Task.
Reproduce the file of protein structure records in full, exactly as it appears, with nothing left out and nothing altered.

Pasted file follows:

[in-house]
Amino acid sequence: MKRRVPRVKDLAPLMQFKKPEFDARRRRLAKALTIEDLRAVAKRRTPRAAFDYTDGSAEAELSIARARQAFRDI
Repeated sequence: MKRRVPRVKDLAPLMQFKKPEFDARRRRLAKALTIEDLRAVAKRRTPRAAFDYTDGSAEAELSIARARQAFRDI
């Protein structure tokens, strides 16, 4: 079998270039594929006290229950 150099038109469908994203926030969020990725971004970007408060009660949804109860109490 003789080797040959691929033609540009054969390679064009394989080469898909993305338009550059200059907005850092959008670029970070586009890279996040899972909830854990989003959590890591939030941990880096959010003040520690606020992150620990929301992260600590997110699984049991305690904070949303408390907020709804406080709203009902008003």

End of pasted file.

[in-house]
Amino acid sequence: MKRRVPRVKDLAPLMQFKKPEFDARRRRLAKALTIEDLRAVAKRRTPRAAFDYTDGSAEAELSIARARQAFRDI
Repeated sequence: MKRRVPRVKDLAPLMQFKKPEFDARRRRLAKALTIEDLRAVAKRRTPRAAFDYTDGSAEAELSIARARQAFRDI
């Protein structure tokens, strides 16, 4: 079998270039594929006290229950 150099038109469908994203926030969020990725971004970007408060009660949804109860109490 003789080797040959691929033609540009054969390679064009394989080469898909993305338009550059200059907005850092959008670029970070586009890279996040899972909830854990989003959590890591939030941990880096959010003040520690606020992150620990929301992260600590997110699984049991305690904070949303408390907020709804406080709203009902008003």